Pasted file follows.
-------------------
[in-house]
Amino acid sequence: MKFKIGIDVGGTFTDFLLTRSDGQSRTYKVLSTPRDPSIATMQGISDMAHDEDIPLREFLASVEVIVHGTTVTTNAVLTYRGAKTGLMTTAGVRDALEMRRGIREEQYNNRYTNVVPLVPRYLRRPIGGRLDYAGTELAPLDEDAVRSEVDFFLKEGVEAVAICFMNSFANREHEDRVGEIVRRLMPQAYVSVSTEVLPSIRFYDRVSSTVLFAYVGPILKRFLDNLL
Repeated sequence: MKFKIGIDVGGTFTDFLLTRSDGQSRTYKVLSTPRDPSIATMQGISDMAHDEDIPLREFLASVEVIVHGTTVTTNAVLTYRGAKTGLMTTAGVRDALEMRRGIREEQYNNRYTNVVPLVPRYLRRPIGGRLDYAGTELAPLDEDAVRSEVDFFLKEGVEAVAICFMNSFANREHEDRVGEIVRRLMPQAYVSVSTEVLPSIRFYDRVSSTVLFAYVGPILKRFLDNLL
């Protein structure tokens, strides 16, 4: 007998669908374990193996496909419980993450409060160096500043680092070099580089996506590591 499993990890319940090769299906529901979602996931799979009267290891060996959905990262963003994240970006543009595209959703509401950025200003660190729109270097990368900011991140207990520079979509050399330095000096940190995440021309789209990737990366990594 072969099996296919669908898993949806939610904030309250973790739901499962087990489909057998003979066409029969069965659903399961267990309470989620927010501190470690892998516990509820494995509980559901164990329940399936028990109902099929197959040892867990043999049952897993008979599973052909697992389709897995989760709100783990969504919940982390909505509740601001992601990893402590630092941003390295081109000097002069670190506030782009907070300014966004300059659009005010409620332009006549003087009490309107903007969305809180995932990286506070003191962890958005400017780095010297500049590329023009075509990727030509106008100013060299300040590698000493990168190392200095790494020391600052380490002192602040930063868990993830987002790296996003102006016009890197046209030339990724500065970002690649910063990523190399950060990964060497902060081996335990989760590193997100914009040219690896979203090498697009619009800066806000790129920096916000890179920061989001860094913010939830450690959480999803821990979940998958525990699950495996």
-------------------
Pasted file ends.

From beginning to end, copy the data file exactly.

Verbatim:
[in-house]
Amino acid sequence: MKFKIGIDVGGTFTDFLLTRSDGQSRTYKVLSTPRDPSIATMQGISDMAHDEDIPLREFLASVEVIVHGTTVTTNAVLTYRGAKTGLMTTAGVRDALEMRRGIREEQYNNRYTNVVPLVPRYLRRPIGGRLDYAGTELAPLDEDAVRSEVDFFLKEGVEAVAICFMNSFANREHEDRVGEIVRRLMPQAYVSVSTEVLPSIRFYDRVSSTVLFAYVGPILKRFLDNLL
Repeated sequence: MKFKIGIDVGGTFTDFLLTRSDGQSRTYKVLSTPRDPSIATMQGISDMAHDEDIPLREFLASVEVIVHGTTVTTNAVLTYRGAKTGLMTTAGVRDALEMRRGIREEQYNNRYTNVVPLVPRYLRRPIGGRLDYAGTELAPLDEDAVRSEVDFFLKEGVEAVAICFMNSFANREHEDRVGEIVRRLMPQAYVSVSTEVLPSIRFYDRVSSTVLFAYVGPILKRFLDNLL
């Protein structure tokens, strides 16, 4: 007998669908374990193996496909419980993450409060160096500043680092070099580089996506590591 499993990890319940090769299906529901979602996931799979009267290891060996959905990262963003994240970006543009595209959703509401950025200003660190729109270097990368900011991140207990520079979509050399330095000096940190995440021309789209990737990366990594 072969099996296919669908898993949806939610904030309250973790739901499962087990489909057998003979066409029969069965659903399961267990309470989620927010501190470690892998516990509820494995509980559901164990329940399936028990109902099929197959040892867990043999049952897993008979599973052909697992389709897995989760709100783990969504919940982390909505509740601001992601990893402590630092941003390295081109000097002069670190506030782009907070300014966004300059659009005010409620332009006549003087009490309107903007969305809180995932990286506070003191962890958005400017780095010297500049590329023009075509990727030509106008100013060299300040590698000493990168190392200095790494020391600052380490002192602040930063868990993830987002790296996003102006016009890197046209030339990724500065970002690649910063990523190399950060990964060497902060081996335990989760590193997100914009040219690896979203090498697009619009800066806000790129920096916000890179920061989001860094913010939830450690959480999803821990979940998958525990699950495996």